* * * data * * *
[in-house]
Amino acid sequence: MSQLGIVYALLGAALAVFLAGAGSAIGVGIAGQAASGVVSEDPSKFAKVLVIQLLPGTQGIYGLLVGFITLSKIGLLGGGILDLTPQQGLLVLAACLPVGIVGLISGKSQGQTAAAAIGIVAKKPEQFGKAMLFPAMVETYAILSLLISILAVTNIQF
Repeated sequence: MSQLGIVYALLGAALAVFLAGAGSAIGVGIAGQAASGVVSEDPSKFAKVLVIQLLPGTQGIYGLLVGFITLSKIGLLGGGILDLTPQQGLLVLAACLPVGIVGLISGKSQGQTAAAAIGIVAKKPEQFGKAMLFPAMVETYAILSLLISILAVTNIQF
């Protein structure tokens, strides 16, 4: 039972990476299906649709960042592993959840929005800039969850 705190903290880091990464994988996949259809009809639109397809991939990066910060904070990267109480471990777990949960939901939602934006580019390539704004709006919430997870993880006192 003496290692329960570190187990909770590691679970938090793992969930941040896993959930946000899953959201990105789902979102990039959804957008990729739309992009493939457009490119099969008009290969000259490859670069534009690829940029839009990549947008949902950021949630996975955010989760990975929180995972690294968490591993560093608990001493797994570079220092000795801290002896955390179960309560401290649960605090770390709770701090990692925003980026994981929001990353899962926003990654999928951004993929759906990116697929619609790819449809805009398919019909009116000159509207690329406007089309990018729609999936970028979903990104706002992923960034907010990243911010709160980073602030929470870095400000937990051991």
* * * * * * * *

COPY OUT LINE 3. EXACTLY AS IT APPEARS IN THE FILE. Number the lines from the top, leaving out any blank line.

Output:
Repeated sequence: MSQLGIVYALLGAALAVFLAGAGSAIGVGIAGQAASGVVSEDPSKFAKVLVIQLLPGTQGIYGLLVGFITLSKIGLLGGGILDLTPQQGLLVLAACLPVGIVGLISGKSQGQTAAAAIGIVAKKPEQFGKAMLFPAMVETYAILSLLISILAVTNIQF